Establishing Shot

Going back to Photography 101, day 2 wanted us to venture beyond our own homes:

Today, capture an establishing shot of a street scene in your neighborhood — or someplace new.

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My street is a very quiet one. The neighborhood itself is nestled between two major streets, but we’re lucky – we live right in the middle. The school Squirms will go to is literally at the edge of our across-the-street neighbor’s backyard. There’s a park with playground equipment and basketball courts just down the street – though we’ve only been there once, back when I was trying to learn how to ride a bike (another story for another day). But, it is there, and I’m sure we’ll visit often once Squirms can appreciate the playground.

But, it’s also your standard suburban neighborhood: It’s a pain if you need to walk anywhere, a good half mile to either or those two major streets, about a mile to any sort of a store – but it’s very, very quiet. At night, you can just about hear every word people say outdoors at our neighbor’s houses. Throwing our your recyclables after dark makes you worry you’re going to wake someone up (probably just me).

It’s also a neighborhood that’s been there for awhile. Lots are small but you can’t reach out and touch your neighbors. Our house can only fit one car in the driveway, because families only had one car back then. Some folks have screen porches on the side. Some turned them into extra rooms. One crazy person added an entire additoinal story and put a giant fountain out front. There’s also lots of mature hardwood trees to keep things pretty shady, a blessing in the summer, a curse when it’s snowed or icy.  We don’t have a formal community board so no crazy rules like no parking your pickup truck in the front lawn or having to have identical mailboxes. (One house has a front yard full over overgrown bushes and trees, with two giant statues in the backyard. Almost-taller-than-the-house giant. The poor neighbors.) There’s four major entrances to it and there’s no gate, so you don’t have to wait in line behind everyone else trying to get in (and, really, those gates for non-exlusive develpoments like ours are a complete waste).

Back when we were looking for a house, we made sure to walk the neighborhood of anywhere we seroiusly considered buying in. This neighborhood met all of our expectations.

And, now that we’ve been here awhile, we see things we didn’t think to look for then – the people who live here. Our one neighbor, out in the pouring rain, helped Matt to use his ladder to clean out our gutters a few days after we moved in. The one across the street, he questioned the painters he saw going into our house while he knew we were out of the country (they’re family friends, so we had given them a key). Another told us that someone down the block does cat sitting on the side as soon as we mentioned we own cats. We’ve had many driveway conversations with multiple folks on our block.

I love our neighborhood. I couldn’t imagine living anywhere else. Okay, maybe a summer in Southwestern France, but I’d still come back home to here.

I Took a Walk

…around the neighborhood yesterday evening, while Squirms was still in a decent mood, not having decided it was now her dinnertime and Matt was just hanging out, waiting for our dinner of braised beef to be done. I just did a quick loop walk, about a mile and  a half long though it took me about 40 minutes between the chilly temperatures and lack of need to get back quickly. I put on a knitting podcast I hadn’t listened to in a good four years (Stash and Burn) and went on my way. I started taking photos of cool trees so my casual walk quickly turned into a photo walk.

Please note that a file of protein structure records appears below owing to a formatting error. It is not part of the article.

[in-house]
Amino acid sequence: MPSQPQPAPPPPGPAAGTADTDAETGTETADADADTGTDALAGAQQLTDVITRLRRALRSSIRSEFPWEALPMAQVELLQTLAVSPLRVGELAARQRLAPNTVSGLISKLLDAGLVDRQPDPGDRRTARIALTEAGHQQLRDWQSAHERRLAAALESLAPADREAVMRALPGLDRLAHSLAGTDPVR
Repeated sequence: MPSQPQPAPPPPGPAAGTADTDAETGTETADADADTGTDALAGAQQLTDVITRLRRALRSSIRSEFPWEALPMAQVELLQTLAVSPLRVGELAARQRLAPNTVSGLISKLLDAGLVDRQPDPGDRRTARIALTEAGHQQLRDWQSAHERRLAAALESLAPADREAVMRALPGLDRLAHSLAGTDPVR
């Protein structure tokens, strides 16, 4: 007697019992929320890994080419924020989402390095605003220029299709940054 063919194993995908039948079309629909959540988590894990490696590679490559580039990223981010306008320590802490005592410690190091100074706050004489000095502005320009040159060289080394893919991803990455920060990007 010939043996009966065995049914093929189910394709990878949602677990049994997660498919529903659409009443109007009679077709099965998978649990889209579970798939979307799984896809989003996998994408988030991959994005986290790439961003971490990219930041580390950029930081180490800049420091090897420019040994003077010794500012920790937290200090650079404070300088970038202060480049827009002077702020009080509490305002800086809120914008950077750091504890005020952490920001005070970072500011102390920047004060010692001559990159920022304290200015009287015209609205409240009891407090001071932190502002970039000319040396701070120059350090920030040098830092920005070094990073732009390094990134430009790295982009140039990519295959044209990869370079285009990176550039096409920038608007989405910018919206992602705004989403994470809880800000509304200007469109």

It was great to get some me time where I was also out and enjoying the outdoors. And I never got more than a 1/2 mile or so from our house – one of the benefits of living in such a large sub-division.

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An evergreen bush, with something bright red and glowing inside, though I didn’t actually notice until I reviewed my photos, so I have no idea what it was.

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Someone else did their lawn, leaves-wise this weekend, though there was already a new covering of leaves.

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One of the many hardwood trees. Our neighborhood actually gave each (original) homeowner three hardwood tree saplings along with their house. The original owner of our house must have taken some from others, as we have a good half-dozen trees in our backyard.

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This poor bush was either succumbing to the coming cold or some sort of blight.

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This looked sort of like a hibiscus but had much more delicate flowers. Wish I’d taken a better photo.

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A great big, yellow-leafed tree.

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Our neighbor’s giant, purple-flowered tree. This basically coats their law when it dies as winter starts.

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Yellow flowers, holding their own as fall roars in.

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And, because I’m five, my favorite sign in our neighborhood.